Common Characteristics of Shoulder Injury Related to Vaccine Administration (SIRVA) Following COVID-19 Vaccination: A Comprehensive Systematic Review.

Publication date: Sep 01, 2023

The pathogenesis of SIRVA is incompletely understood, but it is postulated to be an immune-mediated inflammatory response to a vaccine antigen, leading to shoulder pain and dysfunction. The purpose of this investigation is to systematically review the literature related to SIRVA specifically after the COVID-19 vaccination by describing the diagnostic and clinical characteristics, diagnoses associated with SIRVA, and incidence between vaccine types. A systematic review was performed to identify level I to IV studies and case descriptions of shoulder pain occurring after COVID-19 vaccination. To confirm that no studies were missing from the systematic review, references of studies from the initial search were scanned for additional relevant studies. A total of 22 studies, comprised of 81 patients, were identified meeting the inclusion/exclusion criteria. Reports were most commonly published from countries in Asia (53. 1%; n = 43/81). The most commonly described vaccines were Oxford-AstraZeneca at 37. 0% (n = 30/81) and Pfizer-BioNTech at 33. 3% (n = 27/81). Symptoms occurred most commonly after at least 72 hours of administration (30. 9%, n = 25/81). One hundred percent of patients (n = 81/81) described pain as an associated symptom and 90. 1% of patients (n = 73/81) described multiple symptoms. The diagnostic modalities utilized to identify a specific pathology consisted of magnetic resonance imaging (MRI) (55. 6%; n = 45/81), ultrasound (28. 4; n = 23/81), radiograph (25. 9%; n = 21/81), and computed tomography (CT) (4. 9%; 4/81). Nearly a third of patients (32. 1%; n = 26/81) were diagnosed with bursitis, while 22 (27. 2%) were diagnosed with adhesive capsulitis, 17 (21. 0%) with either rotator cuff tear or tendinopathy, and 14 (17. 3%) with polymyalgia rheumatica (PMR) or PMR-like syndrome. The two most common treatment options were physical therapy (34. 6%; n = 28/81) and nonsteroidal anti-inflammatory medications (NSAIDs) (33. 3%; 27/81). The majority of SIRVA cases (52. 1%; n = 38/73) completely resolved within a few weeks to months. Despite the limited quality and lack of large-scale studies, it is important for providers to recognize SIRVA as a potential risk factor as the number of patients receiving COVID-19 vaccinations and boosters continues to rise.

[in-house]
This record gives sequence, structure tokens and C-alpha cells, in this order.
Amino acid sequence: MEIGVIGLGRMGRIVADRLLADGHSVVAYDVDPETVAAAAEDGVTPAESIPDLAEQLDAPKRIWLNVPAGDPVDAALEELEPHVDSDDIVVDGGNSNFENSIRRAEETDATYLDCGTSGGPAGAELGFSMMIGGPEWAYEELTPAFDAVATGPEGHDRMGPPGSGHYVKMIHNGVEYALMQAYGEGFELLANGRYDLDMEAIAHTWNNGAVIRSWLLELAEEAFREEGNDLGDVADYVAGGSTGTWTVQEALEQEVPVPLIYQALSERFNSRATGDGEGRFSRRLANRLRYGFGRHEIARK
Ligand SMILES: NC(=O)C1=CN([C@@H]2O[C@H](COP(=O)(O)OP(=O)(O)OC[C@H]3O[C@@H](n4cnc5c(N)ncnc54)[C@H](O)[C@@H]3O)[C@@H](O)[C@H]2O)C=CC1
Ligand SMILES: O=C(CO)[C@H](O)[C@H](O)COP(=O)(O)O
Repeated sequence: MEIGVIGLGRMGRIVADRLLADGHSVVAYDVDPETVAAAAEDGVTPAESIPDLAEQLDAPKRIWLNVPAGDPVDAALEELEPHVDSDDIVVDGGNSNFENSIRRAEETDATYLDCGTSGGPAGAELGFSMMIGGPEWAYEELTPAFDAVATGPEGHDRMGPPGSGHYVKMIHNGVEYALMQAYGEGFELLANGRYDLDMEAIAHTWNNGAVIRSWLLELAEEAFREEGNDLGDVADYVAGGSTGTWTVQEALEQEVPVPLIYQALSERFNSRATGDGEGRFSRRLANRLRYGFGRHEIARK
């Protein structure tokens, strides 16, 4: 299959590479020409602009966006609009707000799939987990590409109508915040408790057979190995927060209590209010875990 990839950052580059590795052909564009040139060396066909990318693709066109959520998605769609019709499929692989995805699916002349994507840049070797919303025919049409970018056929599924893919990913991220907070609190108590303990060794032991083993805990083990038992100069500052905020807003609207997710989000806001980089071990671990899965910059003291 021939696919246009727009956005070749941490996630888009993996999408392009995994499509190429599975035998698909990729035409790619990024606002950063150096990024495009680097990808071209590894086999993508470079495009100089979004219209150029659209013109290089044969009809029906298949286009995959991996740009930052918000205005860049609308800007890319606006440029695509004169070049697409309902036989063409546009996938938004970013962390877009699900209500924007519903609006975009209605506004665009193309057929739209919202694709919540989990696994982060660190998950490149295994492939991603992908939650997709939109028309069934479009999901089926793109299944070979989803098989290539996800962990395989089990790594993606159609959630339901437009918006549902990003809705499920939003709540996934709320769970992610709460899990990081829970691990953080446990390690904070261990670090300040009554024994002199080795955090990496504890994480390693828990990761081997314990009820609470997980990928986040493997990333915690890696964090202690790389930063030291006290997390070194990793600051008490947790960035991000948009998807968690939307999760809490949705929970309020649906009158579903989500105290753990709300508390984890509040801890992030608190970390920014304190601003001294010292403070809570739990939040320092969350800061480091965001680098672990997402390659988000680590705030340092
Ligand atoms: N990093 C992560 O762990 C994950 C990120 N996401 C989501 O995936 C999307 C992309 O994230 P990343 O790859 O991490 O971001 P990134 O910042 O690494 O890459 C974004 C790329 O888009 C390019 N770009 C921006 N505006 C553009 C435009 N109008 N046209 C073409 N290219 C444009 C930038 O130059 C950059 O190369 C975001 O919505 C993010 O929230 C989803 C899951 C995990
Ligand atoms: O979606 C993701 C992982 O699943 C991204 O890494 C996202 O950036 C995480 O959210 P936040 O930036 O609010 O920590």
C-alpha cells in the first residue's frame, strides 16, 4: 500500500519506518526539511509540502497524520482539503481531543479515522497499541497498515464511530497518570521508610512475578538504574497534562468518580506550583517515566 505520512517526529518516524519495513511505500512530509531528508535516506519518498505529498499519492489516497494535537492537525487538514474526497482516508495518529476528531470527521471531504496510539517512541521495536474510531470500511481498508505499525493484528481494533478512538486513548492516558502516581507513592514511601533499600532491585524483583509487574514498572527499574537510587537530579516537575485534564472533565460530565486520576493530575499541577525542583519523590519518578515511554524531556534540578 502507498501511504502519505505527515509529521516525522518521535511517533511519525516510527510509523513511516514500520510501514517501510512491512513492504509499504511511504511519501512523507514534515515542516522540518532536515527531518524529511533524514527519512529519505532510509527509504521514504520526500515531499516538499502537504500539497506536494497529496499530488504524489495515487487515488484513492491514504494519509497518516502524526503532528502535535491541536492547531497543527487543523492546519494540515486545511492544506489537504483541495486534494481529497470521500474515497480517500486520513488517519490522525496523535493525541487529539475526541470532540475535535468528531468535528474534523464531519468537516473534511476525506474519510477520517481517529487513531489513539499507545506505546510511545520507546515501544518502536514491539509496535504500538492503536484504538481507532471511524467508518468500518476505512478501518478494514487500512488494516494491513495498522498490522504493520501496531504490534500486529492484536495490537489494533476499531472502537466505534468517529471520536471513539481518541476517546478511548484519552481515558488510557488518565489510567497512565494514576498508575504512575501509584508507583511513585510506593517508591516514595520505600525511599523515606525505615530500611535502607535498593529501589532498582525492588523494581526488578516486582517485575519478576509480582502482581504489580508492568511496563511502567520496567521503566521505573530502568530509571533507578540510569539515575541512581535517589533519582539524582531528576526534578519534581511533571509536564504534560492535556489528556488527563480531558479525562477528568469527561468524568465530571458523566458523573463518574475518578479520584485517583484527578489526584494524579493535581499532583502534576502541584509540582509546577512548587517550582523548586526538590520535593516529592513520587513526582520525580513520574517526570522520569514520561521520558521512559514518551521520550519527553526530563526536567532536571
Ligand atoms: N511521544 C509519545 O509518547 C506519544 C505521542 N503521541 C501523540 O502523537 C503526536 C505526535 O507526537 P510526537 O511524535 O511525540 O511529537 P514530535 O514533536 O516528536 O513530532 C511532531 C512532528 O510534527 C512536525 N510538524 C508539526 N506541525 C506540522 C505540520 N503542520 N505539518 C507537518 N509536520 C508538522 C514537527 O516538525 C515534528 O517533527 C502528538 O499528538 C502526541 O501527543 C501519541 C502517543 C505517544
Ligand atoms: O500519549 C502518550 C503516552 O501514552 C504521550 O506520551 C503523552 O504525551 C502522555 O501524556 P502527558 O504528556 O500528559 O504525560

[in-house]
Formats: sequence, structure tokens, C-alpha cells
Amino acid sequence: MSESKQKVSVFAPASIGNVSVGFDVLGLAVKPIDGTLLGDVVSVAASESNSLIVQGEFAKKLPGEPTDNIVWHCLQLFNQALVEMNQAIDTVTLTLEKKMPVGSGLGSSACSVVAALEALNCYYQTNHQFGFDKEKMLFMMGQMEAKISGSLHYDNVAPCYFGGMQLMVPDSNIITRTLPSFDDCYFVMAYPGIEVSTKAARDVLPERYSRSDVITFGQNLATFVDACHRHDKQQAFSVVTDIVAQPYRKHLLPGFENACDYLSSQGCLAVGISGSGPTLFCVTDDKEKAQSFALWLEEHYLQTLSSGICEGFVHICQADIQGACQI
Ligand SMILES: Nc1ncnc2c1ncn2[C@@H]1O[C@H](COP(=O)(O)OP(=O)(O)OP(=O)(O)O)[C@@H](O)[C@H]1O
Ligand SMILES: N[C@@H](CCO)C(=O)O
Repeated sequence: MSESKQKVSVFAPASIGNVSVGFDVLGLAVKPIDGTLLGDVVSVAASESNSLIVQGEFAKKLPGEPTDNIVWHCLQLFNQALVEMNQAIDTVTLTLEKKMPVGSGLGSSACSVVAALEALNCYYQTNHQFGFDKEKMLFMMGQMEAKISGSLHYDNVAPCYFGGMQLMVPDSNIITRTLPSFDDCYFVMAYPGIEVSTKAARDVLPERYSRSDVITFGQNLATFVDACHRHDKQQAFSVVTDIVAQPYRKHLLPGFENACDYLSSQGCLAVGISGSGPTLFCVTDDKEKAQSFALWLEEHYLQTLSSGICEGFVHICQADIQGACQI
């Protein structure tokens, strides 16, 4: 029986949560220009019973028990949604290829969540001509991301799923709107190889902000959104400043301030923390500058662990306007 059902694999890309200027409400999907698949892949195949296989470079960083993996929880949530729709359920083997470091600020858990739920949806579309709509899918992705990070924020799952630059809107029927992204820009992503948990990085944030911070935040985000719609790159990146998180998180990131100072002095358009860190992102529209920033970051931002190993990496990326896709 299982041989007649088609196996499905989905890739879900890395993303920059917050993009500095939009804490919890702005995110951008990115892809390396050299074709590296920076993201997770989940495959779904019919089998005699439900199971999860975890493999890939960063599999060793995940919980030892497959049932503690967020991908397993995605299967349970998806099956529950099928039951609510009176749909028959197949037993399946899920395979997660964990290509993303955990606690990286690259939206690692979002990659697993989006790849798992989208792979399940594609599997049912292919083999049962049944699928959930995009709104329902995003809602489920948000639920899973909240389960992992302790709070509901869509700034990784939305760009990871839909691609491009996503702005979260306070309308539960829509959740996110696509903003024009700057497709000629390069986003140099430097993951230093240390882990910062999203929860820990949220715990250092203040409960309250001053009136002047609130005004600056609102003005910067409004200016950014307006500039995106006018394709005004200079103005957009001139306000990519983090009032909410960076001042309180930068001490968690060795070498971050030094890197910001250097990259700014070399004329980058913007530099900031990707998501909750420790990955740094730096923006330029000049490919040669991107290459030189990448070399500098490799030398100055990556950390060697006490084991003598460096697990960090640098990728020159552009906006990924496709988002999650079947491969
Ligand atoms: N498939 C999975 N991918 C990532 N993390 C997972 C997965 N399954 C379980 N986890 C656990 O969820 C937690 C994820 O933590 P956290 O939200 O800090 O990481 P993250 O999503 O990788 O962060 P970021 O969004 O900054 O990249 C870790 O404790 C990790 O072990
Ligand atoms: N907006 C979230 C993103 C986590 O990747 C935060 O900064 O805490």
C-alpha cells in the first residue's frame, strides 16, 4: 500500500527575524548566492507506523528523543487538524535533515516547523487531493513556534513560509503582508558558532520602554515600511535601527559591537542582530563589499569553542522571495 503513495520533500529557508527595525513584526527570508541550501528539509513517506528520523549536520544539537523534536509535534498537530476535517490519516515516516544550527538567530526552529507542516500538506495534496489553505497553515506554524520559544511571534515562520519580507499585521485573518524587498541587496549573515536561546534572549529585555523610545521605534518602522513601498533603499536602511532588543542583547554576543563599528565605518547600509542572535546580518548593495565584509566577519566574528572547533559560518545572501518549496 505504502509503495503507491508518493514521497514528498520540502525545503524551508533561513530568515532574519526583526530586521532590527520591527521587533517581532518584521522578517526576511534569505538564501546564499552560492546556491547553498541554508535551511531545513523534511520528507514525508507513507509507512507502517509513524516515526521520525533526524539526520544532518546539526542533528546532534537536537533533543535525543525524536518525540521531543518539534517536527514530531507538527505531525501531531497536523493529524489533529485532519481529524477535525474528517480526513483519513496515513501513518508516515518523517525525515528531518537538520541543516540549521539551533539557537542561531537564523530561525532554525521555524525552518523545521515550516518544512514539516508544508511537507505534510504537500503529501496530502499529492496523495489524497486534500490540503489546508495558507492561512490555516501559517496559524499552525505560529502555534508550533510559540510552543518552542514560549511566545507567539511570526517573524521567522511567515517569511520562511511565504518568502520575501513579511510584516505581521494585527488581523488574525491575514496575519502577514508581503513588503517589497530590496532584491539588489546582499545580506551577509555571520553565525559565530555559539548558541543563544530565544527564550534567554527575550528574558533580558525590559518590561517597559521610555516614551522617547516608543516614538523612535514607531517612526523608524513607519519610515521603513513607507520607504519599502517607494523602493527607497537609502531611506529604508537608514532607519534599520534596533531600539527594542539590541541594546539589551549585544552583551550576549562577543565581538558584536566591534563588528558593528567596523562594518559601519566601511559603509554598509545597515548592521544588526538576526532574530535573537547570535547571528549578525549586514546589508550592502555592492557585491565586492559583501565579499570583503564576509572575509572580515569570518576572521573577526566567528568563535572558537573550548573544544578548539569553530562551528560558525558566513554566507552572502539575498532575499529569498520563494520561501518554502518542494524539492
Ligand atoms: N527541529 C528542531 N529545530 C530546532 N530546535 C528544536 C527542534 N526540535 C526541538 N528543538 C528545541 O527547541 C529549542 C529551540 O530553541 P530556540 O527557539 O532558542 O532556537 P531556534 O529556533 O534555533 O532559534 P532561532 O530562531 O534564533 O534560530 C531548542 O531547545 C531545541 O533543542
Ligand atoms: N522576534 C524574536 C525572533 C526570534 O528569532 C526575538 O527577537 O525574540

Concepts Keywords
Months adhesive capsulitis
Nonsteroidal bursitis
Oxford COVID-19
Pathology shoulder
Vaccinations SIRVA

Original Article

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